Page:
Almost twenty years have passed. We have had the joy of having babies each spring - dozens of beautiful, wonderful, long earred friends that have filled our lives with pleasure and love. There is nothing that compares to snuggling those soft, sweet babies - the velvet ears, the doeful eyes. It is pure joy to watch their antics as they run and jump and play.

On April 11th last year, our dear sweet Nugget died unexpectedly. It was so hard to lose such a loyal and good friend. He had two babies born after his passing - Victoria's baby was born early and only survived a few days; Samantha had a little girl that I named 'Lannie'. Annie was our very first baby and she would be our Last. Our donkey farming days had come to an end. Spring would no longer bring new life. Life on our farm has changed so much - our own children are grown and gone, our animals are all geriatric, aging along with us. It's hard sometimes, not to grieve for what is lost when it has been such a rich and fulfilling time in life.

Donkey jennets have big 'barrels' from having babies, and look pretty fat at any time with their 'hay bellies'. Well, guess what. Maggie has more than hay in hers. Nugget left her with a surprise gift, just like Donkey Otie did with her mother, twenty five years ago. Just like Maggie was a gift to me.
As spring comes, we will once again get to experience the miracle of birth. We have one more welcome and unexpected chance to have a little piece of our Nugget. Any day now, I will get to wrap my arms around a soft & cuddly, big eyed, long earred darling.

And in May, I get to hold another sweet wee babe in my arms and gaze into the eyes of yet another miracle - my grandchild.

Sunday, March 16, 2008

True Confessions

Scotty tending goal last year at 5 years old.
I'm thinking that there is little chance that we're going to make it as finalists for the 'Grandparents of the Year Award'.

This weekend, we had the Grandbabes while their parents went to Toronto. At six and almost-four, they're great fun and entertainment & although they leave us totally worn out, we love to have them.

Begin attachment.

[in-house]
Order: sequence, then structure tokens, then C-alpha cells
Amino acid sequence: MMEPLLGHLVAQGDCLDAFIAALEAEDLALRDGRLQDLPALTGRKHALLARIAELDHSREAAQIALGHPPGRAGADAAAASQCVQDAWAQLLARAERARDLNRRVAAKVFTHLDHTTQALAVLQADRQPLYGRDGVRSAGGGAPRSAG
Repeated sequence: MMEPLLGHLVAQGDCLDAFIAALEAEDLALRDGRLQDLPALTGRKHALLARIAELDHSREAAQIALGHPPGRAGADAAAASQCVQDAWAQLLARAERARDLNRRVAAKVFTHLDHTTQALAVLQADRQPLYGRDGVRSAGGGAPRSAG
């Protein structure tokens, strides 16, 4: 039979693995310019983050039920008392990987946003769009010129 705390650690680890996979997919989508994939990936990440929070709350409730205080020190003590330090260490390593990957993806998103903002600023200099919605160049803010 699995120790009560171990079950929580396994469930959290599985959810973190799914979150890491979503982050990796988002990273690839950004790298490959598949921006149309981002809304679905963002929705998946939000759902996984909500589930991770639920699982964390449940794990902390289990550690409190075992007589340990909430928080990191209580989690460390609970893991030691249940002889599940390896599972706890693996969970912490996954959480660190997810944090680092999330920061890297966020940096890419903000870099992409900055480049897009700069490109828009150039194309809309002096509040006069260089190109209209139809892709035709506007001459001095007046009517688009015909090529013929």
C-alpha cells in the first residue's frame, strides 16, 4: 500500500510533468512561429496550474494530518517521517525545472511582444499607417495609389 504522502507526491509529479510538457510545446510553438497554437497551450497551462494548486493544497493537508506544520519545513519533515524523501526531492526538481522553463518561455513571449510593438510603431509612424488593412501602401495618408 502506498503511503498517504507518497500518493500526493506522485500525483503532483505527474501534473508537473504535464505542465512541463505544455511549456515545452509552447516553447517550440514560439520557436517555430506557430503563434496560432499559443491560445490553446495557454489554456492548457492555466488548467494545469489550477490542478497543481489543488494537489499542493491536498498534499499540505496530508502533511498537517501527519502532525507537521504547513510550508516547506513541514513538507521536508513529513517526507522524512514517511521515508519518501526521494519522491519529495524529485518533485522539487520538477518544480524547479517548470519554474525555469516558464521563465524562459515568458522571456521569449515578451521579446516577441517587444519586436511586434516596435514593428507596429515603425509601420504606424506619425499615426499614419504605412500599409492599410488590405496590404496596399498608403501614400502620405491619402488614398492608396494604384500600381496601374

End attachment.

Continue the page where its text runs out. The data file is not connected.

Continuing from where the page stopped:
On yesterday's agenda, was taking Scotty to his hockey game. Brian hasn't been able to make it to any previous games, but I've been telling him about great he's been doing. He's so focused and works his little heart out - as Lauren likes to say 'Scotty wooks hawd'.

Brian helped him get dressed while Lauren & I waited on the bench. When our little #16 came out, we watched his every move like a hawk - especially vigilant as we were the Responsible-Adults-On-Hand in lieu of The Parents. Both teams wore red - one a just a little darker burgundy so it took particular focus to keep our eyes glued right on him.

He wasn't his usual little bulldog self - getting in there with great determination & skating with surprising agility for the fact that only a year ago he skated like he was riding a scooter. I was thinking that maybe Brian didn't have his skates tied up properly, or perhaps he liked to impress his parents more than us, or that he was just having an off day as he seemed to be falling more than usual & just not 'in there' as he normally is. I asked Brian if the position that he was playing was one where he was supposed to hang back more. But, we cheered him on and celebrated all seven goals the team got.

At supper we were telling him how much we enjoyed his game and how well he played. He explained that if 'so & so, and so & so' was on his team, that they would have won. 'But you did win', we told him. 'No ... we lost', he replied. 'Oh no ... you WON', we countered - 'Seven to Two'. 'We had the two', he said. 'No ... you had SEVEN', we insisted. 'No, two.' he replied calmly, without even a trace of impatience with his doddering old grandparents. 'No Scotty... really - you WON', we said again. 'Nah ... we only got two goals, the Little Cullitons are gooder than us.', he stated factually. The thought came to us both at the same time, but we soldiered on. 'Aren't you the Little Cullitons?' we asked. 'No, we're the other Red shirts that are a different Red from their Red shirts'. We still wouldn't accept it. 'Are you sure?' we asked. I said to Brian, 'Go out to his hockey bag and read the back of his shirt'. He shook his head 'That won't work - they keep them there.'. We tried again, determined that there was no possible way that we had spent the entire game watching the wrong child. 'Which end did your goalie stand in? 'The end far down.' he replied, still so intent on eating his dinner that he wasn't watching the look of horror, embarassment & disbelief that we were sharing back and forth. 'You played really well.' we assured him, while looking at each other, shaking our heads at our incompetence & trying to keep from laughing.